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A Swedish-born Australian writer working in fantasy and science fantasy.
on June 03, 2013 :
This isn't my favorite of Andrea K. Höst's books, but I still enjoyed it a lot. It's a fun, enjoyable read.
(reviewed long after purchase)
on May 26, 2013 :
Hunting is a standalone young adult fantasy novel by Andrea K. Höst. Ash Lenthard is the street-smart young heroine who has disguised herself as a (slightly younger) boy and apprenticed herself to a herbalist in order to escape from an unfortunate previous life. When her guardian is murdered, she finds her desire to return to life on the streets thwarted when she is warded to the Investigator appointed by the king to look into the serial killing of herbalists. With no choice but to maintain her identity as a young boy, Ash finds herself cornered into becoming a seruilis (squire) to the foreign noble and a key part of his murder investigation.
A summary of the first couple of chapters makes Hunting sound like a bit of a fantasy version of a grim investigative procedural, and to an extent it is. The more that Ash and the nobleman, Thornaster, poke around, the more vicious and bleak the conspiracy they uncover becomes. Beneath the witty banter, romantic interplay and the flirtation with cross-dressing farce, the world of Hunting has a more nihilistic streak than most of Host's work. But she does an excellent job of keeping the action moving so that the story never threatens to wallow in its own darkness.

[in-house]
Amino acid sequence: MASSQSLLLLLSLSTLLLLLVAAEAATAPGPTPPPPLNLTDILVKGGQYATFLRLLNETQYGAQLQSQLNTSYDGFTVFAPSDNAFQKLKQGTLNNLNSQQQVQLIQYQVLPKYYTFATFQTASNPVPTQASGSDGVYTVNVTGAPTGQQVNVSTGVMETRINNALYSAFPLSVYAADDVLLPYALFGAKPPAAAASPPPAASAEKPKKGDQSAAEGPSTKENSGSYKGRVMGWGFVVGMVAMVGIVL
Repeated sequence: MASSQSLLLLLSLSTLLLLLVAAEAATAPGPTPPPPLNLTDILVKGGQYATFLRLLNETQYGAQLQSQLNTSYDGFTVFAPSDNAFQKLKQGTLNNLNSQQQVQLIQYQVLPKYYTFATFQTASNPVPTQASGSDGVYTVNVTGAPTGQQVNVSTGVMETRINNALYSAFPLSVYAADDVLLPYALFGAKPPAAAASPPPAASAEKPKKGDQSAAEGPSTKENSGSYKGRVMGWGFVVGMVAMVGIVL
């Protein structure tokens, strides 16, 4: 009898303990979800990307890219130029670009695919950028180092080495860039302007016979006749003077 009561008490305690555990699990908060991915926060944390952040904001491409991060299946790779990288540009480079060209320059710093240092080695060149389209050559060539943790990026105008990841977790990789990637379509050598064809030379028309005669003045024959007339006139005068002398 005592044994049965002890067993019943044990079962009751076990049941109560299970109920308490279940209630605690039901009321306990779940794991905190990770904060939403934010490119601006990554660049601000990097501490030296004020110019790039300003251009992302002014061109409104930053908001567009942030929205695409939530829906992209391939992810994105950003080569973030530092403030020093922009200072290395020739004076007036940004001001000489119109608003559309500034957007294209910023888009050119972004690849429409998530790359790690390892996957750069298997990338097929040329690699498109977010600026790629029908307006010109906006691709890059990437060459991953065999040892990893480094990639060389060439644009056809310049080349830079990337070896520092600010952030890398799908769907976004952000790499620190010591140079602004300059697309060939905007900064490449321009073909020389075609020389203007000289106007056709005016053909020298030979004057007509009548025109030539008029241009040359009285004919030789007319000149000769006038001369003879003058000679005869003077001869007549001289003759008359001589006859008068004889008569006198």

The author has mentioned that Hunting was written at least partly in response to her frustration with the heroines of Georgette Heyer's Regency novels, who despite their deep reserves of pluck and spirit often fall just short of being proactive. Some guy always comes along to make all their decisions for them. Ash is every bit as strong-willed as any Heyer heroine, but she's only likely to go along with a would-be white knight if it happens to suit her purposes. She's a fun character, even if she herself is not often having much fun.
I have to confess that I didn't fully understand the magical elements of the story, which are integral to the plot's resolution, but it certainly didn't keep me from enjoying them. Apart from that, it's an adventurous romp with plenty of derring-do, peril and romance, flavoured with the odd splashes of darkness to settle the froth.
(reviewed long after purchase)
on April 13, 2013 :
This a great romp, with mystery and palace and intrigue and excellent snarky dialogue, but it's one of her earliest books (freshly rewritten admittedly) and the pacing and scene changes are off a bit and the number of neologisms threw me a bit because they didn't have as much time for me to see them in everyday use as they did in the Touchstone Trilogy - and while I appreciate the heroine falling in lust with the love interest at that point, the falling into love-realisation is just too sudden for me, especially as it's motivated by jealousy from what I gathered.
On the other hand I always want more pages from Andrea because I fall in love with her characters. And she was totally right when she said that Ash tap-dances, she totally makes me buy the incredible level of control and sheer competence Ash has, which makes her manoeuvre around everyone who tries to foil her - for good or bad reasons.